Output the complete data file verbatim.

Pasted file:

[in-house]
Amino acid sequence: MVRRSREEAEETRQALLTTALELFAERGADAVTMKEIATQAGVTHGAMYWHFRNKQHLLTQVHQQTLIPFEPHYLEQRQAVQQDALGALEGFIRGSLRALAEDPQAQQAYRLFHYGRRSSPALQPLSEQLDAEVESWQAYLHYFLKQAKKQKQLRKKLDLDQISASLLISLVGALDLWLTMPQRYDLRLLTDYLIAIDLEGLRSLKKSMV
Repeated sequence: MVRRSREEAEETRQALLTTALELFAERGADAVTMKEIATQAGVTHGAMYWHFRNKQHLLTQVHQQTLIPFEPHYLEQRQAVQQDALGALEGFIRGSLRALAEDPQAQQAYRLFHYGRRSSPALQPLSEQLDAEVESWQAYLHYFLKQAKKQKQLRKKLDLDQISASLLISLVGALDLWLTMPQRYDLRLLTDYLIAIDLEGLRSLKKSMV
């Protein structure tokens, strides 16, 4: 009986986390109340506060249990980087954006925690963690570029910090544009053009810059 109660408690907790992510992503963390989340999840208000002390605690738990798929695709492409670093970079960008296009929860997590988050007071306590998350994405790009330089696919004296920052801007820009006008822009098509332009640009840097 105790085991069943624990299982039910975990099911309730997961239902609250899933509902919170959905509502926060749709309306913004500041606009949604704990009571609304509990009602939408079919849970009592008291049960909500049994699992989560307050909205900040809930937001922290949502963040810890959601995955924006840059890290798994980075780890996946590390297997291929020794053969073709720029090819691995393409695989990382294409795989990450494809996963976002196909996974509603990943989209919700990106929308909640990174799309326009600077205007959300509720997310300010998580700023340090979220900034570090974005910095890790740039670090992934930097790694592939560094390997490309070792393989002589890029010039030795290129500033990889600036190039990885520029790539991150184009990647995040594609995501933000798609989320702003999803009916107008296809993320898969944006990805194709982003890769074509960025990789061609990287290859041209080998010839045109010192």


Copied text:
[in-house]
Amino acid sequence: MVRRSREEAEETRQALLTTALELFAERGADAVTMKEIATQAGVTHGAMYWHFRNKQHLLTQVHQQTLIPFEPHYLEQRQAVQQDALGALEGFIRGSLRALAEDPQAQQAYRLFHYGRRSSPALQPLSEQLDAEVESWQAYLHYFLKQAKKQKQLRKKLDLDQISASLLISLVGALDLWLTMPQRYDLRLLTDYLIAIDLEGLRSLKKSMV
Repeated sequence: MVRRSREEAEETRQALLTTALELFAERGADAVTMKEIATQAGVTHGAMYWHFRNKQHLLTQVHQQTLIPFEPHYLEQRQAVQQDALGALEGFIRGSLRALAEDPQAQQAYRLFHYGRRSSPALQPLSEQLDAEVESWQAYLHYFLKQAKKQKQLRKKLDLDQISASLLISLVGALDLWLTMPQRYDLRLLTDYLIAIDLEGLRSLKKSMV
């Protein structure tokens, strides 16, 4: 009986986390109340506060249990980087954006925690963690570029910090544009053009810059 109660408690907790992510992503963390989340999840208000002390605690738990798929695709492409670093970079960008296009929860997590988050007071306590998350994405790009330089696919004296920052801007820009006008822009098509332009640009840097 105790085991069943624990299982039910975990099911309730997961239902609250899933509902919170959905509502926060749709309306913004500041606009949604704990009571609304509990009602939408079919849970009592008291049960909500049994699992989560307050909205900040809930937001922290949502963040810890959601995955924006840059890290798994980075780890996946590390297997291929020794053969073709720029090819691995393409695989990382294409795989990450494809996963976002196909996974509603990943989209919700990106929308909640990174799309326009600077205007959300509720997310300010998580700023340090979220900034570090974005910095890790740039670090992934930097790694592939560094390997490309070792393989002589890029010039030795290129500033990889600036190039990885520029790539991150184009990647995040594609995501933000798609989320702003999803009916107008296809993320898969944006990805194709982003890769074509960025990789061609990287290859041209080998010839045109010192």